Which all sounds good, but how about a practical example? Over the course of the past two years, Emerging Technologies has been home to a group of Developer Evangelists focused solely on IBM’s cloud platform, Bluemix. We’ve been creating business based demos, building on new capabilities and services as they’ve rolled out onto the platform, and listening to the feedback the community has given us. We then in turn, would pass along that feedback to the platform, providing a very real and direct line from Bluemix’s initial target market of early adopter developers right back to the platform team.
In fact, the Developer Evangelists traveled over 1 million miles, attended over a 150 conferences and seminars around the planet, created dozens of demos and apps for the platform illustrating the use of most of the services available (at the time) on the platform. We were early adopters of Watson services, of Watson Internet of Things, of mobile and analytics services. And we even were frequent contributors, on the internal IBM side of the equation, to efforts to help diagnose and help understand when things didn’t exactly go right. In essence, we were the advocates not only for IBM, but also for the developers who were trying to use the services and offerings on Bluemix.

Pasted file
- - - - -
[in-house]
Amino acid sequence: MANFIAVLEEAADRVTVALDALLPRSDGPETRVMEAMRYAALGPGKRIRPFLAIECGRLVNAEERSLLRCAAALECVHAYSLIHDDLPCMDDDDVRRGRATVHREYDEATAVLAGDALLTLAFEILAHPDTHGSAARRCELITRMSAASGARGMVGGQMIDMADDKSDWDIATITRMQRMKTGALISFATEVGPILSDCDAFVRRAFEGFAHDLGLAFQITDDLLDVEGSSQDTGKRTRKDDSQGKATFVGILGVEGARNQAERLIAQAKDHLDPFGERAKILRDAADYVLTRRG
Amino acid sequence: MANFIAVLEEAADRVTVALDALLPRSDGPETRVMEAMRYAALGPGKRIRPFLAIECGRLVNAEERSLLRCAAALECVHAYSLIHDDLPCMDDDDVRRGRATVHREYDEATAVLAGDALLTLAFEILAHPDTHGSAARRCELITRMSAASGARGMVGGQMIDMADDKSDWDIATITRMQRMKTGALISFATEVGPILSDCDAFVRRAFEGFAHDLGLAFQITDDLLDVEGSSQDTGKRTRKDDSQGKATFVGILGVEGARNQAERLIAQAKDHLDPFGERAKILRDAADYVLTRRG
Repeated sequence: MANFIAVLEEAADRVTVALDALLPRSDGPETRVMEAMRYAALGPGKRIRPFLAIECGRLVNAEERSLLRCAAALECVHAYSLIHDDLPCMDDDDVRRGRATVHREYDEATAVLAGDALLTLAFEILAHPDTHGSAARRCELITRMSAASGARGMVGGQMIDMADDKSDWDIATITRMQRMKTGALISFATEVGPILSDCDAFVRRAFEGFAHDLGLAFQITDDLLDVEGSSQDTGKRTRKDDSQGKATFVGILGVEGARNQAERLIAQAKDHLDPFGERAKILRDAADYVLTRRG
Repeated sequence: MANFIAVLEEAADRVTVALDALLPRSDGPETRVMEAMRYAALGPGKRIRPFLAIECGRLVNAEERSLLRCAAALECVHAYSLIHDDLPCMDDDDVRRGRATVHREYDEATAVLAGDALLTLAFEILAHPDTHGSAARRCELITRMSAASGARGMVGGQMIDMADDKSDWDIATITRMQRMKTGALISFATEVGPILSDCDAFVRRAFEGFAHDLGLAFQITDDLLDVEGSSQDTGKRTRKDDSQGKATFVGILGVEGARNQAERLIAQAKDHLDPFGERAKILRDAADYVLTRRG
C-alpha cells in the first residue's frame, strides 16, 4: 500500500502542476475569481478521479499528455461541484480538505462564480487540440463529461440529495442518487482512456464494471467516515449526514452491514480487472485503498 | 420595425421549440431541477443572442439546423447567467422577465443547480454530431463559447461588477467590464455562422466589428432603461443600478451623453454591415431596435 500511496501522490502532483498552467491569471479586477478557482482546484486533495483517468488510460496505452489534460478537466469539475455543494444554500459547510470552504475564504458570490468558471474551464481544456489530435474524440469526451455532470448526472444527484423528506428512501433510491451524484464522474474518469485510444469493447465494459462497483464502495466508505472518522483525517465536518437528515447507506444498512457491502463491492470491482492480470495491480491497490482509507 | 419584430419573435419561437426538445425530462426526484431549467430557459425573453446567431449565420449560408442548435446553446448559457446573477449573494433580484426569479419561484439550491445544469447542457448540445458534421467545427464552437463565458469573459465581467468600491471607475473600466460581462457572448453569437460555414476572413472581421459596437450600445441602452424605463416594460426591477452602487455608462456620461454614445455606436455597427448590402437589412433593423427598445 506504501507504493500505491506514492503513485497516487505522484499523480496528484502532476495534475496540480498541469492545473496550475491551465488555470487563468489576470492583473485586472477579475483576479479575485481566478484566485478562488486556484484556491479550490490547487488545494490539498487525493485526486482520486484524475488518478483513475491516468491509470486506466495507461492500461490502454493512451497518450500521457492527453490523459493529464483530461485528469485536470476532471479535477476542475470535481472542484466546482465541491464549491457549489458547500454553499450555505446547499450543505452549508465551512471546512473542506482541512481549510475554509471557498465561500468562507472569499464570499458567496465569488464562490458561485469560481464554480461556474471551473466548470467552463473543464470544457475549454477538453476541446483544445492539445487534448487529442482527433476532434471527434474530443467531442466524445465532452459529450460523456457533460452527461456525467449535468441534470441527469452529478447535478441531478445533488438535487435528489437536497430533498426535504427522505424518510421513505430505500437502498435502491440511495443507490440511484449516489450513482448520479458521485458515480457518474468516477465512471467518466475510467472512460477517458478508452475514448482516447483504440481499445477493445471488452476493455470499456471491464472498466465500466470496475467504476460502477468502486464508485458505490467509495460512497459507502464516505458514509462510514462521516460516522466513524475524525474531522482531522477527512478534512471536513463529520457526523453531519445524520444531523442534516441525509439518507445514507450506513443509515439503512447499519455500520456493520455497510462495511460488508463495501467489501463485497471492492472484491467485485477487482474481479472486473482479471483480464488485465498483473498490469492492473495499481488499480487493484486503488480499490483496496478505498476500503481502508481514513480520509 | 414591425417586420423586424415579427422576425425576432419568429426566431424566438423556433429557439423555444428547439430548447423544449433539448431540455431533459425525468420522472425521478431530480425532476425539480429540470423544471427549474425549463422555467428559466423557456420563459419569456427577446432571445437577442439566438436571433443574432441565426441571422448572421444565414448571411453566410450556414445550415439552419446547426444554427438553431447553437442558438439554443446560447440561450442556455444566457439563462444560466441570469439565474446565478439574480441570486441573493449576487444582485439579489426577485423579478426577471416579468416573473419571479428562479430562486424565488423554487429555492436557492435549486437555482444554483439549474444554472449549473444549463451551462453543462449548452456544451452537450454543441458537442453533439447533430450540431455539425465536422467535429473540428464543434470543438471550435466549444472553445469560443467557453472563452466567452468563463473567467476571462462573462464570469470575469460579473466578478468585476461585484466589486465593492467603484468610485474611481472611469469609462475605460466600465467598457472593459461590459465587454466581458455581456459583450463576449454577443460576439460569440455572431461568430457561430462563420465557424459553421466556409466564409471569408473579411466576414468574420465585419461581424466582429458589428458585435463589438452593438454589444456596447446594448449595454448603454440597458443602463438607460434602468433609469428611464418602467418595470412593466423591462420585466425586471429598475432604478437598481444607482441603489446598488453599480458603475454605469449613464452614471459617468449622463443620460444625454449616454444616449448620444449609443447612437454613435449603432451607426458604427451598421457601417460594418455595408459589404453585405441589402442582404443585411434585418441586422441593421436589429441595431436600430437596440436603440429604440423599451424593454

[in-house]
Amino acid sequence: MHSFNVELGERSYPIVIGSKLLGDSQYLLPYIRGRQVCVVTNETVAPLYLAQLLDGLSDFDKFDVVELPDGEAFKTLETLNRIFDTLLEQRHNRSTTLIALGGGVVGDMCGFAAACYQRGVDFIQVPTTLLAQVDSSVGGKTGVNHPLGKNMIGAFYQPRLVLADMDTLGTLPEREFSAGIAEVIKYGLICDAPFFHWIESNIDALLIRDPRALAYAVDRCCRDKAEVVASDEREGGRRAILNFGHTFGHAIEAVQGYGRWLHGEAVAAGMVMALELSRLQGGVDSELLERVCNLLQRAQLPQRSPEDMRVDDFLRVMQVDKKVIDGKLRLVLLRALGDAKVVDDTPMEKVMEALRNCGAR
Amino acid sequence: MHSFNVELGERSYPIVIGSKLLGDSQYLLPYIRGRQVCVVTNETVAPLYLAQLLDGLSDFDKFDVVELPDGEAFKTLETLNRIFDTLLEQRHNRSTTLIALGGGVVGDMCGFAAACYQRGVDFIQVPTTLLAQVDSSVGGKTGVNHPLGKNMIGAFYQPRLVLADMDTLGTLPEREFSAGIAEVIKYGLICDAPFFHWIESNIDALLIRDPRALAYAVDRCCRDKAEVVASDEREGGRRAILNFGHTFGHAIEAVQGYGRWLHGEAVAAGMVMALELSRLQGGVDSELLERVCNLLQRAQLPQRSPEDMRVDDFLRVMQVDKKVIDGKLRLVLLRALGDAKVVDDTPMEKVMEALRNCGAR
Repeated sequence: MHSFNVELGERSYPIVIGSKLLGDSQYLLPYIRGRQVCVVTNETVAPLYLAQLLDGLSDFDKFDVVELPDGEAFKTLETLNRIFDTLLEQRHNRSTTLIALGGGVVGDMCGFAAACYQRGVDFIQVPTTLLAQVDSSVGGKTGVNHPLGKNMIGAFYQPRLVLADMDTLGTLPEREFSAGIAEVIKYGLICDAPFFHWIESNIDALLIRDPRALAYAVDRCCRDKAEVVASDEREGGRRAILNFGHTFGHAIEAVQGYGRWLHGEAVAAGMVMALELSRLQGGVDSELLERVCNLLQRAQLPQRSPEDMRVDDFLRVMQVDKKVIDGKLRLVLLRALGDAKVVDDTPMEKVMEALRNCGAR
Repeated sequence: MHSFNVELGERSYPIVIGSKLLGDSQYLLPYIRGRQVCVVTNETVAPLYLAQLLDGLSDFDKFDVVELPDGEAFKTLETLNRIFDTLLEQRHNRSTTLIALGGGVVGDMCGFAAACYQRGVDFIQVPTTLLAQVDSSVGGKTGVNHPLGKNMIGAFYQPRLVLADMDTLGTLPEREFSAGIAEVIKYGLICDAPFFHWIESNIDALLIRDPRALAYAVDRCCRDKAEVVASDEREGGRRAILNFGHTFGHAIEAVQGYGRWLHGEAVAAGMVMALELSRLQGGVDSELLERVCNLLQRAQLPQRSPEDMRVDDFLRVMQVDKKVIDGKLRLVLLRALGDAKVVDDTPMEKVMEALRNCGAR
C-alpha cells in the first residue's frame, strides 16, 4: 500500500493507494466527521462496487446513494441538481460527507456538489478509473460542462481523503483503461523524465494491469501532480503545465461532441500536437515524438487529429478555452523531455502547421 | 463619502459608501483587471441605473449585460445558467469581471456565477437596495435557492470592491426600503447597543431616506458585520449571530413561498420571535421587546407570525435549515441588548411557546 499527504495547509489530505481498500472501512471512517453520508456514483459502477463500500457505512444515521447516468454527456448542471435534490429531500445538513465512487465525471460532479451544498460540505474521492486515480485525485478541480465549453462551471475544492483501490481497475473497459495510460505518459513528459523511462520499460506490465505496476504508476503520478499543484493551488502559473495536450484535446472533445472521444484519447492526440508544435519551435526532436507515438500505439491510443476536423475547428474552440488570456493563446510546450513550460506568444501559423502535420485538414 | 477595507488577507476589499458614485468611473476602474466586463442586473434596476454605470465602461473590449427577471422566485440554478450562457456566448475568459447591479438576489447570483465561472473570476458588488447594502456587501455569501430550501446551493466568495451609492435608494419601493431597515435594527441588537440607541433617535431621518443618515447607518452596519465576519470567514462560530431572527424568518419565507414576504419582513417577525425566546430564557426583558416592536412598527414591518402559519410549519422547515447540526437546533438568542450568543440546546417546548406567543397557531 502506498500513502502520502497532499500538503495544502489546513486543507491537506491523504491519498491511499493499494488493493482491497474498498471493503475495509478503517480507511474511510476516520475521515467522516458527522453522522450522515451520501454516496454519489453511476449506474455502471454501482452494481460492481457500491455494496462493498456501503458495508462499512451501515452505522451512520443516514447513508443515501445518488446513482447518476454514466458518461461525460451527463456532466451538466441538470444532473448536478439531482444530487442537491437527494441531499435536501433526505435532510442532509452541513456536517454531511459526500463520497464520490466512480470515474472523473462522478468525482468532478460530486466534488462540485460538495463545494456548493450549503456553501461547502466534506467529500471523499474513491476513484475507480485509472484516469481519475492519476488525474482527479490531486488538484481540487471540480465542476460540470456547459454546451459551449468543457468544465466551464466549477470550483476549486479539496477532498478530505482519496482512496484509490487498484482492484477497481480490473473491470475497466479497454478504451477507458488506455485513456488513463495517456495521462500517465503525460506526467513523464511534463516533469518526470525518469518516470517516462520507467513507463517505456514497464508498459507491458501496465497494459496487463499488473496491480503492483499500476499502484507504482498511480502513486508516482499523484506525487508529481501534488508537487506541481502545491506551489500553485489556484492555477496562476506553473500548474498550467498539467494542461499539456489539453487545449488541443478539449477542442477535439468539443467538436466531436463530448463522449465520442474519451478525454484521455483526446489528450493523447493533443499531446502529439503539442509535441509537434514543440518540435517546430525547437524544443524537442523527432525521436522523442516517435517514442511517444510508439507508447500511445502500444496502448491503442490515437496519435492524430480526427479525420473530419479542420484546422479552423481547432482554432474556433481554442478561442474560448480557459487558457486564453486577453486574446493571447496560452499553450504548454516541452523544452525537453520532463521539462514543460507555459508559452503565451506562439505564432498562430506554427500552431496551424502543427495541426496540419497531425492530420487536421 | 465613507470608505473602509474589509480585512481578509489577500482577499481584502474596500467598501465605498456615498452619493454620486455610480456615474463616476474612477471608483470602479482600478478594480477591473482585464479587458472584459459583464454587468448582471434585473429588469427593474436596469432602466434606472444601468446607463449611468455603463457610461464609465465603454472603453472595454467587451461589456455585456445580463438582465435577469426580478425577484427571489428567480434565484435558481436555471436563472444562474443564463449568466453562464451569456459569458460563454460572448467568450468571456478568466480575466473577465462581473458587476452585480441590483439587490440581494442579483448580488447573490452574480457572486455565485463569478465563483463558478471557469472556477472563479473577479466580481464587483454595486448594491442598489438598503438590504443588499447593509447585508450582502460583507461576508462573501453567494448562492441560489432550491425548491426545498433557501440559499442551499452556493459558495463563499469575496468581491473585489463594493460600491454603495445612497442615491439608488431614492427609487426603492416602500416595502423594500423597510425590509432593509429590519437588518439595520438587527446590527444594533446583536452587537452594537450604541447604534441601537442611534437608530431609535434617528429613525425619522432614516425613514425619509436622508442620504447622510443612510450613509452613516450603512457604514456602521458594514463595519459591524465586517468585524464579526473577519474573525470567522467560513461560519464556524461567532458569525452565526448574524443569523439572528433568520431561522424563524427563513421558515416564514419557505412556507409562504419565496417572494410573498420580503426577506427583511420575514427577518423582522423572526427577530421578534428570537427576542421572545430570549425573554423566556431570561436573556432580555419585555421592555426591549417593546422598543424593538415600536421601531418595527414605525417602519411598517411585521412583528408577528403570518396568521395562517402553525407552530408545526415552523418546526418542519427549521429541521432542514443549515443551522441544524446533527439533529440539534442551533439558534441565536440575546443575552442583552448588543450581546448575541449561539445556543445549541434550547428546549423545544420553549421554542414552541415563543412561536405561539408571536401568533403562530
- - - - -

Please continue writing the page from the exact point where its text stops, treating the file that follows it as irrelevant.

“…in 2015, when we presented and participated at conferences and seminars, Bluemix noted an uptick of +12.9% in conversions. This not only meant more people were signing up for the platform, but that those very same people were 24.7% more likely to convert into paying customers and actually increased subscriptions to the platform by 46.7%.”
And what an impact we had: in 2015, when we presented and participated at conferences and seminars, Bluemix noted an uptick of +12.9% in conversions. This not only meant more people were signing up for the platform, but that those very same people were 24.7% more likely to convert into paying customers and actually increased subscriptions to the platform by 46.7%.